The Eighth Commandment is: Thou shalt not bear false witness against thy neighbor. As the Seventh Commandment guards our neighbor's property, the Eighth Commandment guards his character. Sins against it are lies, calumny, detraction, tale-bearing and rash judgment. To tell a lie is always sinful. A lie is a mortal sin (a) If it is a lie told on a oath; which is perjury. (b) A lie told in confession to conceal a mortal sin; which is sacrilege.
(c) A lie about our neighbor which does him serious injury; this is calumny. Detraction consists generally in uncharitable talk by which we may do our neighbor serious injury, making known his secret faults or actions; this is not permitted unless we have a justifying reason for doing it. Such a justifying reason could be to warn a friend against the danger of the company of an evil companion.

If in any of these ways mentioned above we deliberately do serious injury to our neighbor without a justifying cause, even though we may be telling the truth we are guilty of serious sin. If the injury were not serious we would be guilty of venial sin. Again as with the Seventh Commandment, we are bound as far as it lies in our power to restore what we have taken away from our neighbor before we can be forgiven. In this case it is his character which is often esteemed of more value than worldly  possessions. Rash judgment is coming to an uncharitable conclusion about something that concerns our neighbor, on insufficient evidence. For example, to conclude that a man is a drunkard because he has a red nose. He may have only a cold in the head.

Source:  Rev. W. Frean. Commentary on the Catechism.

The Lord has forbidden anyone to injure his neighbor by deed. In this Commandment he forbids us to injure him by word.
In ordinary conversation, we can violate this Commandment: By gossiping, by repeating whatever they hear, gossipers break this precept; "Six things there are which the Lord hateth, and the seventh His soul detesteth:...him that soweth discord among brethren. (Prov. 6:16-19.) By flattery, by speaking honeyed words, flatterers bear false witness: "The sinner is praised (by flatterers) in the desires of his soul, and the unjust man is blessed. (Ps. 10:3.) And again: "O my people, they that call thee blessed, the same shall deceive thee." (Isa. 3;12.)

Reasons lying is forbidden
Lying likens a person to the Devil,
because a liar is as the son of the devil. Now we know that a man's speech reveals the region and country of his origin. Thus: "Even thy speech doth discover thee." (Matt. 26:73.) In the same way, some men are of the devil's kind; and because they are liars, they are called sons of the devil, since the devil is "a liar and the father of lies." (John 8:44.) Thus the devil lied when he said, "No you shall not die the death." (Gen. 3:4.) In contrast, some other men are the children of God, Who is Truth. These are the men who speak the truth.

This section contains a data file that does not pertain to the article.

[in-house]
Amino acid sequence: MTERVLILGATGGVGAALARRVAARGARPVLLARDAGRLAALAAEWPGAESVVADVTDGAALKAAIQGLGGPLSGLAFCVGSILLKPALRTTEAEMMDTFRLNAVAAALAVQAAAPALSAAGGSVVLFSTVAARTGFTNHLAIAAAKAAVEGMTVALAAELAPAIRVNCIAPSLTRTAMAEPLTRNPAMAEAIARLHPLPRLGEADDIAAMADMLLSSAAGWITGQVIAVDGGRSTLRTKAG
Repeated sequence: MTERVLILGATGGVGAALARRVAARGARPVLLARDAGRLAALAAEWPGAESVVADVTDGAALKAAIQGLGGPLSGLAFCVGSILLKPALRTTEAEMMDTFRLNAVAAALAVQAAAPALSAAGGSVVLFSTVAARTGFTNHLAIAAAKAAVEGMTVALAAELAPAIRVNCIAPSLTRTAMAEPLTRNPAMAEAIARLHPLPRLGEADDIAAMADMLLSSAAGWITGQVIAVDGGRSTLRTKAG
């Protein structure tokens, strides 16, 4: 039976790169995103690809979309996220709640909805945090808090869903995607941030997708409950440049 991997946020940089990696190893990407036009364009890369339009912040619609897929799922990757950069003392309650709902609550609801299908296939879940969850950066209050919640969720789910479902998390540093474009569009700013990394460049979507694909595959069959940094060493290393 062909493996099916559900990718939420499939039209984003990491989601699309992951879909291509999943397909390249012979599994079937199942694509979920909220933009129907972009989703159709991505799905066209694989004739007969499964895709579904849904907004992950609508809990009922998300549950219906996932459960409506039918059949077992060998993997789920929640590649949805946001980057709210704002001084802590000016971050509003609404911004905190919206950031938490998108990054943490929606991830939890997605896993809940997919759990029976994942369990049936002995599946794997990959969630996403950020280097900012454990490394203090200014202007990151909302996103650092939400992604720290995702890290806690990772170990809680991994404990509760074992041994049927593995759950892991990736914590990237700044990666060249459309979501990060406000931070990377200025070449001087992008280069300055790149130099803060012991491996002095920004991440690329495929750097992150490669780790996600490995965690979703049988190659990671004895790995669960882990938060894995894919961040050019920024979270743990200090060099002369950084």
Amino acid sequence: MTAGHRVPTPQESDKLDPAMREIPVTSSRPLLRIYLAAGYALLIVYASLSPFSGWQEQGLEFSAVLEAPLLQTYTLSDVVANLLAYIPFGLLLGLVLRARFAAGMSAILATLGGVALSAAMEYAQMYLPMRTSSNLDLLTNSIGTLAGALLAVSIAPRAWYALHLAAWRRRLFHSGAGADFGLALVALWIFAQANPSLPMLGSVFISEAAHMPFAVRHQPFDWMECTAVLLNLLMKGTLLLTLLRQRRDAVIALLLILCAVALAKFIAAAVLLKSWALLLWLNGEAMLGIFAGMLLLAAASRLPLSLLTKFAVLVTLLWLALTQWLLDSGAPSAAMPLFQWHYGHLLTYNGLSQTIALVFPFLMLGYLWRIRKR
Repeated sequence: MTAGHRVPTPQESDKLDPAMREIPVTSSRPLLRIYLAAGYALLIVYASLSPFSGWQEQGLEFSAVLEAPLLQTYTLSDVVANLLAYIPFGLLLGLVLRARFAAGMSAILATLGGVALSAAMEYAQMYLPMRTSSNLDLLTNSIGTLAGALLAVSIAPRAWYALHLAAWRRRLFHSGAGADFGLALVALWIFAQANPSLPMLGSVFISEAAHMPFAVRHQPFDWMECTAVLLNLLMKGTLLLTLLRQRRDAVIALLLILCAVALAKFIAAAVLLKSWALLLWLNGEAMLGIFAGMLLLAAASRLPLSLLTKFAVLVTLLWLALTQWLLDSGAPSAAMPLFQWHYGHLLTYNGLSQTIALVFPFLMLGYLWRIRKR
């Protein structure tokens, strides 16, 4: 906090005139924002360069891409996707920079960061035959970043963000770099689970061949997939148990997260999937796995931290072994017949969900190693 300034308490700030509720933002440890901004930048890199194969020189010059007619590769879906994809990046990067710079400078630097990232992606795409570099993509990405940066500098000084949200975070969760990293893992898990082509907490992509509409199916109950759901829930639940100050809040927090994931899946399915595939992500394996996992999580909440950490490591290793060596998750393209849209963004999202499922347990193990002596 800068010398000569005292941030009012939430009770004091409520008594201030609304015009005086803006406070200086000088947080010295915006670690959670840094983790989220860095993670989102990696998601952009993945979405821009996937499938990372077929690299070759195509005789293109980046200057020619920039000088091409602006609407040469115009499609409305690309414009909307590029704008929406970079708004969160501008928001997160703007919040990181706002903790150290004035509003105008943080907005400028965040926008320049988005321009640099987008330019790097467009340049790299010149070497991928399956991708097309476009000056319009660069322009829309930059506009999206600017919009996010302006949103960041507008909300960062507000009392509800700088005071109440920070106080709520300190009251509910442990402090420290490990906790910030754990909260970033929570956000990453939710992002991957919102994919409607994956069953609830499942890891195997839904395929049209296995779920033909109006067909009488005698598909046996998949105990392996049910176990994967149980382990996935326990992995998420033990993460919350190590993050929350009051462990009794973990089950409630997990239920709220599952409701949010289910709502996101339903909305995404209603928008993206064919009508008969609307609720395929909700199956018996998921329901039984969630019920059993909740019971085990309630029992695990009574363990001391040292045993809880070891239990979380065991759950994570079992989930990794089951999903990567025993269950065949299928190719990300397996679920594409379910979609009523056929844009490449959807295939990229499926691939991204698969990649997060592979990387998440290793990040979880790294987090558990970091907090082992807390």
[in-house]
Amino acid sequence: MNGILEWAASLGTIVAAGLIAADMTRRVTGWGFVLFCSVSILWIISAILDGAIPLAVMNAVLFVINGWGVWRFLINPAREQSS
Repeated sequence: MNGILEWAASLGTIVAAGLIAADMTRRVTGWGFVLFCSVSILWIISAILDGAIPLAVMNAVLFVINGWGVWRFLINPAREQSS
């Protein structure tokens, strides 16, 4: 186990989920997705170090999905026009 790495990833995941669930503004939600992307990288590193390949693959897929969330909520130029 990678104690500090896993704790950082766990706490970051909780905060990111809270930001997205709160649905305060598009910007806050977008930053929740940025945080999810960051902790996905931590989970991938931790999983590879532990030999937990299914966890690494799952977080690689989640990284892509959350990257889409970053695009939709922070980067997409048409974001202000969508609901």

Lying destroys the liar's reputation for the truth. He who is accustomed to telling lies is not believed, even when he speaks the truth. Lying also kills the liar's soul, for "the mouth that belieth killeth the soul." (Wisd.of Sol. 1:11.)

Reasons people lie.
There are some who lie for their own advantage, and this is in a variety of ways. Because of shame, people sometimes lie, such as when someone tells a falsehood believing that he is telling the truth and then, on becoming aware of it, he is ashamed to retract the falsehood. For desired results, people sometimes lie, such as when they wish to gain or avoid something. To benefit another, people sometimes lie, such as when they wish to free someone from death, danger, or some other loss. This must be avoided, as St. Augustine tells us: "Accept no person against thy own person, nor against thy soul a lie. (Ecclus. 4:26.) Out of vanity, people sometimes lie.  This too, must never be done, lest the habit of such lead us to mortal sin.

Source:  Saint Thomas Aquinas, God's Greatest Gifts.